The wonderfully euphemistic phrase used in the United States for the lavatory, whether ploppen or non-ploppen, is ‘restroom’.  Strange as the experience might produce relief but rarely rest.  Certainly not in America where the whole ordeal is heightened by the need to avoid exposing one’s nether regions, or the acrobatic reengaging of tight tights over round rumps, by staying firmly out of sight.

“Don’t they have doors?” I hear you ask.  Well of course they do, but a great many restrooms also have an inch gap around the stall walls.  I know we have all been confronted at some time by an inquisitive face peering up under the door to be quickly followed by a mother’s voice shrieking, “George, don’t do that!”  That is an accepted part of children in public loos, rather like a face through the curtain was in the less sophisticated eating establishments in Thailand.  But really, having to dodge between the gaps is a bit much.

So no, I didn’t warn my sister about long drops but she didn’t warn me about American restrooms, and really does it matter?  When you’ve got to go, well, you’ve just got to go regardless of where you are and who’s watching, and don’t these little discoveries add to the excitement, and laughter, of life on the global trail?

 

Apple Gidley has relocated 26 times through 12 countries and has found the amusing side of life in most places.  She is the author of Expat Life Slice by Slice, Summertime Publishing. 

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Interfaith calendar - Holy Days, celebrations and Festivals in May 2012

Interfaith Calendar – Holy Days, Celebrations and Festivals in May 2012

Interfaith calendar dates are shown using the Gregorian (Western) calendar. Dates determined by the lunar calendar may vary by region. Jewish festivals usually begin at sunset on the previous day.

Interfaith calendar - Holy Days, celebrations and Festivals in May 2012It’s May already and time for this month’s interfaith calendar of celebrations, festivals and holy days around the globe.

Fittingly, May 1st brings us Beltane, the Pagan fire festival welcoming the Summer and the hopes of  a fertile year. On a more local level, on May 1st the Defining Moves household are welcoming the coming of the Grandmother, complete with chocolate, teabags and crepe production capabilities, so we too will be hoping for a fruitful season..

 

1

Beltane (Pagan)

See above. Pagan traditions associated with May 1st (May Day) survive in many Scandinavian and European countries, such as the May Day bank holiday, the May pole and many other practices historically linked with celebrations of fertility and abundance.

 

2

End of Ridvan (Bahai)

“This twelve-day period (April 21 – May 2) celebrates the time in 1863 when Bahá’u’lláh proclaimed His Mission as God’s Messenger for this age at a garden in Baghdad, that became known as the Garden of Ridván (Paradise).” Gary Heise

It is celebrated with communal prayers and a day of rest.

Birthday of Guru Arjan (Sikh)

Guru Arjan (the fifth Sikh Guru and first Sikh Martyr) is most remembered for collating the previous four Guru’s teachings into one book – known as the Guru Granth Sahib. In doing so, he included work from Hindu and Muslim saints, and was subsequently martyred when he refuse to remove them.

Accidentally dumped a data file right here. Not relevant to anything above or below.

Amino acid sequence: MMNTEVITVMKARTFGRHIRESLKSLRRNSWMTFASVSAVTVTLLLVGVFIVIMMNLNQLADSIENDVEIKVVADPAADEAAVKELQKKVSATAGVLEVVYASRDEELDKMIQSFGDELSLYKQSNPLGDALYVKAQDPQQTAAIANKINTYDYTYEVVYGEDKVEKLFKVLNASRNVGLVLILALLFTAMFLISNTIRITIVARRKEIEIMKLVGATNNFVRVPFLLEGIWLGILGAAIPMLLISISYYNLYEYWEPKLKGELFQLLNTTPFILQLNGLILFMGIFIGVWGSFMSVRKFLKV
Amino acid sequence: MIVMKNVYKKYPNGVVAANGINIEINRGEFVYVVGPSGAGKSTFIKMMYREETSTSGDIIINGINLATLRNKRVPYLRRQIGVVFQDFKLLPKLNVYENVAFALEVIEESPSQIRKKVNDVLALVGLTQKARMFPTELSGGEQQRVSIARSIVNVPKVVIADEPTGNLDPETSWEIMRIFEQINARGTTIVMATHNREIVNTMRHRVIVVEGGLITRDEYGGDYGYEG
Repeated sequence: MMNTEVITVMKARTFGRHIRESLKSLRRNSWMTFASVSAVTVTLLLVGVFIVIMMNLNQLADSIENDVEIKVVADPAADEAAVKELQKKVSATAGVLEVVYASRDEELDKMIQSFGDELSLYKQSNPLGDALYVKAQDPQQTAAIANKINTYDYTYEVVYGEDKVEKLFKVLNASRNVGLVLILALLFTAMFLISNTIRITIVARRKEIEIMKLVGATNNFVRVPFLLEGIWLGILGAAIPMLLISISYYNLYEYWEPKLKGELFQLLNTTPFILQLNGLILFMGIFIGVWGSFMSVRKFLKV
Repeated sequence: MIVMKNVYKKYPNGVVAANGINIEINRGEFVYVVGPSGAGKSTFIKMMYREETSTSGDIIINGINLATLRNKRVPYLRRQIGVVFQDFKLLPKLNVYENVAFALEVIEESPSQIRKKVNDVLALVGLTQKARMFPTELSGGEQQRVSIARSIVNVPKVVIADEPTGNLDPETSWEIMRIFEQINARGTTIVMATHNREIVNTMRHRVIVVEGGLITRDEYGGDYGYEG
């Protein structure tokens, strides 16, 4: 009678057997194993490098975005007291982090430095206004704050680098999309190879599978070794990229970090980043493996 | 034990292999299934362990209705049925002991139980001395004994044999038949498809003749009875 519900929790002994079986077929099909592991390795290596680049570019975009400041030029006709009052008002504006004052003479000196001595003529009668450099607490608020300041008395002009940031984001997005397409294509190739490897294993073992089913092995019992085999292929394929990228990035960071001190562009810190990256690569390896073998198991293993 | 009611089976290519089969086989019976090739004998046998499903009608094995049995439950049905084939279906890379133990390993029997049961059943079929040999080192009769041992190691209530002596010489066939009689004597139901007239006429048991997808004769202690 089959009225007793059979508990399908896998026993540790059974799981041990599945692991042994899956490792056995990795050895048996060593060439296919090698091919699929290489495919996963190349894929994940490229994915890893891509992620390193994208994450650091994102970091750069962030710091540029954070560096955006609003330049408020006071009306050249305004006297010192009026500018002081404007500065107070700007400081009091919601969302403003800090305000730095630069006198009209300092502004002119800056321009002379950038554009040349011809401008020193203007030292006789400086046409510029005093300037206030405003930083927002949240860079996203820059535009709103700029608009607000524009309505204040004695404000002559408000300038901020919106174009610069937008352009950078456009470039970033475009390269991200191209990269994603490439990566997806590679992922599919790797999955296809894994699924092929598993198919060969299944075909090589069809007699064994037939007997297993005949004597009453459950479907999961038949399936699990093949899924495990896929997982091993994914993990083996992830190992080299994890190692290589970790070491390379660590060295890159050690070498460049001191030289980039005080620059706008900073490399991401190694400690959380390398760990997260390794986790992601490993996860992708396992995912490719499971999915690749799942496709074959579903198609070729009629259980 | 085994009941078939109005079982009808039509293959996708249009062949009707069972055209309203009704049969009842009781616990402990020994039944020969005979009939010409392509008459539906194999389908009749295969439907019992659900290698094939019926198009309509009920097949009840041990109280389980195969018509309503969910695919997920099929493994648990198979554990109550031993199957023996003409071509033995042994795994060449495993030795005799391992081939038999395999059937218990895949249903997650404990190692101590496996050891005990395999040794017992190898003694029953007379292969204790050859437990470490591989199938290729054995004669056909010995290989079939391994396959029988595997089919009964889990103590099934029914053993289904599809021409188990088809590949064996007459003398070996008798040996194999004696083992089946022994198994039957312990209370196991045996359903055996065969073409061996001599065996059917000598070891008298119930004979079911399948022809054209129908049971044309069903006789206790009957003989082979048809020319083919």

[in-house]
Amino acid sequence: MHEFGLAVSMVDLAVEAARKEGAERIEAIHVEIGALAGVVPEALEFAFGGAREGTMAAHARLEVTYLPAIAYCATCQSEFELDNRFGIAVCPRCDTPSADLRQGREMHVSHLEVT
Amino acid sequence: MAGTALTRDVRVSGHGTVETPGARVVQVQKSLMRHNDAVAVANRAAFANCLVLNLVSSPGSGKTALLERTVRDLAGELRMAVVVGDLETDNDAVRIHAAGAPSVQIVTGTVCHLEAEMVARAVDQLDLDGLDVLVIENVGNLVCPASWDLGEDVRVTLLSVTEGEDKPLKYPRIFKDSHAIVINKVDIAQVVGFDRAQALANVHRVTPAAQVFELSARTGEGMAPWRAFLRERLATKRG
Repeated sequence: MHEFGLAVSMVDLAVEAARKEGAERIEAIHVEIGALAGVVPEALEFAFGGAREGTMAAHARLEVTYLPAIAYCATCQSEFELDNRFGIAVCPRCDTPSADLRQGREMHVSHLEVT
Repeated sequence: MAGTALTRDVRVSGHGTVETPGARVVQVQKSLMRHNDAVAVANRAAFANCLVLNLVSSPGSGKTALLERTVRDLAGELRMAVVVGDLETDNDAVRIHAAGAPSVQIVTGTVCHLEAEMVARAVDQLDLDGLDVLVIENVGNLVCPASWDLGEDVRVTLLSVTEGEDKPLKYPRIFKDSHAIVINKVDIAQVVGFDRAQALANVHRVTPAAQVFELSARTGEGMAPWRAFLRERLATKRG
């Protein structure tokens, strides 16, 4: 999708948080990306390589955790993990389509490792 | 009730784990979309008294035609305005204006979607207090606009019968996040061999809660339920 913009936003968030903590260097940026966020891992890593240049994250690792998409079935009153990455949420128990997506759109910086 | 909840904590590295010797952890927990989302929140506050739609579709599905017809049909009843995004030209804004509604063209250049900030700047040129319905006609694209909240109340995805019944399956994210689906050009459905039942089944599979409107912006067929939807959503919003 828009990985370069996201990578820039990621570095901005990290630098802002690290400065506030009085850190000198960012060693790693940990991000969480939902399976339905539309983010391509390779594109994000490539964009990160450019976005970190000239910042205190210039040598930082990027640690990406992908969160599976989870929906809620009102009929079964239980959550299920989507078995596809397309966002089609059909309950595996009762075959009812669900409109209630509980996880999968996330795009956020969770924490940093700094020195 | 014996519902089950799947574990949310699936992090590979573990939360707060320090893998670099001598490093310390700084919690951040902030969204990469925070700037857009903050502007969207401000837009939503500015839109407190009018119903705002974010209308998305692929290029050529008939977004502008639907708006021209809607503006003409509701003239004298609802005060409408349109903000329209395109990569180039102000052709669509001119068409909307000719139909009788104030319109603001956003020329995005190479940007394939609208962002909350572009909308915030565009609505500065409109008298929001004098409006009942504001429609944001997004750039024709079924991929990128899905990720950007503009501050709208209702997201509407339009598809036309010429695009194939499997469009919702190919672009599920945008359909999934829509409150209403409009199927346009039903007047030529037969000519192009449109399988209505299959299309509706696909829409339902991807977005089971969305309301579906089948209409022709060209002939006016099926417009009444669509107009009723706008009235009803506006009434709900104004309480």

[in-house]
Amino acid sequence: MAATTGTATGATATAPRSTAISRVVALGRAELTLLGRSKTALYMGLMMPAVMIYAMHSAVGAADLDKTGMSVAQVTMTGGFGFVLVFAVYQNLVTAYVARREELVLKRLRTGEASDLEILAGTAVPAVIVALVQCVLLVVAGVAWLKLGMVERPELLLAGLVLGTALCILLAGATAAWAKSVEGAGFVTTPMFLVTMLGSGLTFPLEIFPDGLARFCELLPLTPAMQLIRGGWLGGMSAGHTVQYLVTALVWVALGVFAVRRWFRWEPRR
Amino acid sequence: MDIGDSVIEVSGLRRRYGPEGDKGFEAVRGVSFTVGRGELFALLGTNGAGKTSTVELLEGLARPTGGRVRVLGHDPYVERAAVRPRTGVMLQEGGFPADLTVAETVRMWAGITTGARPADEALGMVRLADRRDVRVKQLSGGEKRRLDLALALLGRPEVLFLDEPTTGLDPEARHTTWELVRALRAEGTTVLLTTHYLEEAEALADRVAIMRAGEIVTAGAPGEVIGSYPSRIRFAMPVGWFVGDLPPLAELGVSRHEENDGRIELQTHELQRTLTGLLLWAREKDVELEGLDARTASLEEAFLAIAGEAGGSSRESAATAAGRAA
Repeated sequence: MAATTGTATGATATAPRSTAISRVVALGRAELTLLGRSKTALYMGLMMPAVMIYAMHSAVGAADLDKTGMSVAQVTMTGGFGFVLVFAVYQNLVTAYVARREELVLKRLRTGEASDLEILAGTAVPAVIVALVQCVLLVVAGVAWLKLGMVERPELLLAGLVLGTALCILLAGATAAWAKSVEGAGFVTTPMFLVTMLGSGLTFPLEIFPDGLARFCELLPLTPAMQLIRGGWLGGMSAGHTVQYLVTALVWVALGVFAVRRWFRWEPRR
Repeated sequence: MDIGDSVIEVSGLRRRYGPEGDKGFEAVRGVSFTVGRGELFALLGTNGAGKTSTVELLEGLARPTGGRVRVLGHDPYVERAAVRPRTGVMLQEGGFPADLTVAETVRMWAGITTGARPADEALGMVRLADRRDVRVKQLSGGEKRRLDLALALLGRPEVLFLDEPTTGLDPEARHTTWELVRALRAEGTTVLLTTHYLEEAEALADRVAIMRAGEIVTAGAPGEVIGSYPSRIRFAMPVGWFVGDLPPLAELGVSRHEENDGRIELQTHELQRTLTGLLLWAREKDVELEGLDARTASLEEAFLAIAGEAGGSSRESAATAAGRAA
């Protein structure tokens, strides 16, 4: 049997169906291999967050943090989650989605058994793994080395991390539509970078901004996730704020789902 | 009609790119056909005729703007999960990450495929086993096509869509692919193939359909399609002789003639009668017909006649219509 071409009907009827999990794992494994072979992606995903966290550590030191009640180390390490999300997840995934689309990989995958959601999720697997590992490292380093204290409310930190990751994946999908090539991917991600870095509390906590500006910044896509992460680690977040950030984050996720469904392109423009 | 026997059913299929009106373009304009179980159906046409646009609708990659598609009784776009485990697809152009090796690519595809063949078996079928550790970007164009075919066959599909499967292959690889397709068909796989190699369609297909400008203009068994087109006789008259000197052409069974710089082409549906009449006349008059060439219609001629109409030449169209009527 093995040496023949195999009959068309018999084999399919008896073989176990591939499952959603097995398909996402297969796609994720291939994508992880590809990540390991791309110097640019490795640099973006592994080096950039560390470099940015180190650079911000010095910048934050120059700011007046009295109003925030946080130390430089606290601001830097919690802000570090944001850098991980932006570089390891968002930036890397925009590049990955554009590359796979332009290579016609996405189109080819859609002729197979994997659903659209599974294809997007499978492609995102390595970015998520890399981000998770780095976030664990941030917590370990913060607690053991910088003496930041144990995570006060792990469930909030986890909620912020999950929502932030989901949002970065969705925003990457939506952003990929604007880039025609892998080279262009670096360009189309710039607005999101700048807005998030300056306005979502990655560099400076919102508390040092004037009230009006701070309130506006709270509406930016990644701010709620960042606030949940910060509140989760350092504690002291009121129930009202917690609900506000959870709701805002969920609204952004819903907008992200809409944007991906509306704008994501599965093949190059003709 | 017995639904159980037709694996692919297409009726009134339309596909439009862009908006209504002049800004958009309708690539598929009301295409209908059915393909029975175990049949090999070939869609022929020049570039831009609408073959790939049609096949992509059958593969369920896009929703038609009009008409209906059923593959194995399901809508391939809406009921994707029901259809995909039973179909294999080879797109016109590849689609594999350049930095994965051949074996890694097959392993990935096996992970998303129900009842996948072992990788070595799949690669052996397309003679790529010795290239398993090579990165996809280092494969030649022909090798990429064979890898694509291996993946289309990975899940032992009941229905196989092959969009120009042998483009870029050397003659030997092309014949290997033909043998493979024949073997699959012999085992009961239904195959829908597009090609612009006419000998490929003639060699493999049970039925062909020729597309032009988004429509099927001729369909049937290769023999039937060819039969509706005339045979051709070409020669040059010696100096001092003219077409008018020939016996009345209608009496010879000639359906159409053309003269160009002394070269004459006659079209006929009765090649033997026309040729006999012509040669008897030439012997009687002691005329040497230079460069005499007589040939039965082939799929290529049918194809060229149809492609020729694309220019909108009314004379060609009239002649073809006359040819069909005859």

He is also responsible for laying the foundation of the Golden Temple in Amritsar, creating the idea of  the four doors in a Gurdwara (Sikh place of worship) and for introducing the idea of a ten percent charitable tithe.

 

5

Wesak (Buddhist)

Buddhists celebrate Wesak (the Buddha’s Birthday) on the first full moon in May. It is considered the most important date in the Buddhist calendar, and is associated with achieving enlightenment.

It is traditionally celebrated by discarding out the old and welcoming the new, so homes are cleaned and decorated, by leaving offerings at the temple and by praying and bathing the Buddha with water.

 

10

Lag B’Omer (Jewish)

Celebrated on the 33rd day of the Counting of the Omer , Lag B’Omer commemorates the death of Shimon bar Yochai, and in modern Jewish tradition, the revolt against the Roman Empire. It is seen as celebrating the strength of the Jewish character.

 

17 / 20

Ascension Day (Christian / Catholic Church of England and Wales)

Following Christ’s resurrection on Easter day, Ascension Day / Sunday celebrates the ascent  of Christ into Heaven in the presence of his disciples.

 

20

Yom Yerushalayim

Also known as Jerusalem Day, it marks the reunification of the Old City in 1967.

 

23

Declaration of the Bab (Bahai)

The Bab was the predecessor to Bahá’u’lláh, and was responsible for paving the latter’s way. He announced the coming of Bahá’u’lláh on this date in 1844.

 

25

St Bede the Venerable (Christian)

A 8th century English Christian monk and scholar, Bede wrote the bestselling “Ecclesiastical History” which is still in print, and a definitive Latin Bible edition.

 

27

Pentecost (Christian)

Celebrated on the 50th day after Christ’s ascension into heaven, Pentecost celebrates the gift of the Holy Spirit, the third part of the Holy Trinity. Celebrated in Christian churches throughout the world, priests wear red to symbolize the flames accompanying the holy spirit to earth.

Shavuot

Celebrated 50 days after Passover, Shavuot is the second of the Jewish harvest festivals, and also marks the date that Jews were given the Torah on Mount Sinai. It is celebrated with the recitation of prayers, by decorating with flowers and the eating of dairy products.

 

29

Ascension of Bahá’u’lláh

Marking the death of Bahá’u’lláh in 1892, followers of Bahai observe a day of rest and prayer.

 

Further Reading

http://www.bbc.co.uk/religion/tools/calendar/date.shtml?month=&year=2012